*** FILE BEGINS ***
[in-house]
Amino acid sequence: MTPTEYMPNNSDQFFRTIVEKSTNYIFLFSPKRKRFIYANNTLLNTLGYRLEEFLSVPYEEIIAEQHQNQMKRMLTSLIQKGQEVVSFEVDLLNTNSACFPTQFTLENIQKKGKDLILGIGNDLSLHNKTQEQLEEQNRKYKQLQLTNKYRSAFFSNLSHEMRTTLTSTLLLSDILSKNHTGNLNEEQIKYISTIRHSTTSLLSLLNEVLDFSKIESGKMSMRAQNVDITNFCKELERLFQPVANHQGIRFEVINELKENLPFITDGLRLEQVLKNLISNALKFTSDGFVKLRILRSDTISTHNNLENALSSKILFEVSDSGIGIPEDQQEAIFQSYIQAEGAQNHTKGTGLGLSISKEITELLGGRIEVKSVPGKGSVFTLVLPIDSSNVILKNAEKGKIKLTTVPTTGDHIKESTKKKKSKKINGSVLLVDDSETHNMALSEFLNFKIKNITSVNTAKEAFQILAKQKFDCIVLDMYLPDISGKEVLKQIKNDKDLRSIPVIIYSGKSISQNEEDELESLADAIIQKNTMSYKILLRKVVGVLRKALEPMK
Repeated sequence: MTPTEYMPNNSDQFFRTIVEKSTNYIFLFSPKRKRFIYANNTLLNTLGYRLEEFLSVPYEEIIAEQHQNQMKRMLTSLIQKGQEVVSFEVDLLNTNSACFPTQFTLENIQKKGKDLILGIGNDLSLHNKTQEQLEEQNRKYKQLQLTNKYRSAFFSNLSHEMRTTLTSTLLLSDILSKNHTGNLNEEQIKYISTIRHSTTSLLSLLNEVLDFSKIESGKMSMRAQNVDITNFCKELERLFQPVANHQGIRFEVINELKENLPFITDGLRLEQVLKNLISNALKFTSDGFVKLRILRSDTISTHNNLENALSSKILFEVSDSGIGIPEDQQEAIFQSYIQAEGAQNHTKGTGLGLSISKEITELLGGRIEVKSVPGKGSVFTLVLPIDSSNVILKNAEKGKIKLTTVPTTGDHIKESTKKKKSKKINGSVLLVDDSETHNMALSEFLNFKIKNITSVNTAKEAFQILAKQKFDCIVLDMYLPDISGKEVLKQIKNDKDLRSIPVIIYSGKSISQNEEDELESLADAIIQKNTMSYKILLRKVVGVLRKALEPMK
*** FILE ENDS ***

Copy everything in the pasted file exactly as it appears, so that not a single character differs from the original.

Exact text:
[in-house]
Amino acid sequence: MTPTEYMPNNSDQFFRTIVEKSTNYIFLFSPKRKRFIYANNTLLNTLGYRLEEFLSVPYEEIIAEQHQNQMKRMLTSLIQKGQEVVSFEVDLLNTNSACFPTQFTLENIQKKGKDLILGIGNDLSLHNKTQEQLEEQNRKYKQLQLTNKYRSAFFSNLSHEMRTTLTSTLLLSDILSKNHTGNLNEEQIKYISTIRHSTTSLLSLLNEVLDFSKIESGKMSMRAQNVDITNFCKELERLFQPVANHQGIRFEVINELKENLPFITDGLRLEQVLKNLISNALKFTSDGFVKLRILRSDTISTHNNLENALSSKILFEVSDSGIGIPEDQQEAIFQSYIQAEGAQNHTKGTGLGLSISKEITELLGGRIEVKSVPGKGSVFTLVLPIDSSNVILKNAEKGKIKLTTVPTTGDHIKESTKKKKSKKINGSVLLVDDSETHNMALSEFLNFKIKNITSVNTAKEAFQILAKQKFDCIVLDMYLPDISGKEVLKQIKNDKDLRSIPVIIYSGKSISQNEEDELESLADAIIQKNTMSYKILLRKVVGVLRKALEPMK
Repeated sequence: MTPTEYMPNNSDQFFRTIVEKSTNYIFLFSPKRKRFIYANNTLLNTLGYRLEEFLSVPYEEIIAEQHQNQMKRMLTSLIQKGQEVVSFEVDLLNTNSACFPTQFTLENIQKKGKDLILGIGNDLSLHNKTQEQLEEQNRKYKQLQLTNKYRSAFFSNLSHEMRTTLTSTLLLSDILSKNHTGNLNEEQIKYISTIRHSTTSLLSLLNEVLDFSKIESGKMSMRAQNVDITNFCKELERLFQPVANHQGIRFEVINELKENLPFITDGLRLEQVLKNLISNALKFTSDGFVKLRILRSDTISTHNNLENALSSKILFEVSDSGIGIPEDQQEAIFQSYIQAEGAQNHTKGTGLGLSISKEITELLGGRIEVKSVPGKGSVFTLVLPIDSSNVILKNAEKGKIKLTTVPTTGDHIKESTKKKKSKKINGSVLLVDDSETHNMALSEFLNFKIKNITSVNTAKEAFQILAKQKFDCIVLDMYLPDISGKEVLKQIKNDKDLRSIPVIIYSGKSISQNEEDELESLADAIIQKNTMSYKILLRKVVGVLRKALEPMK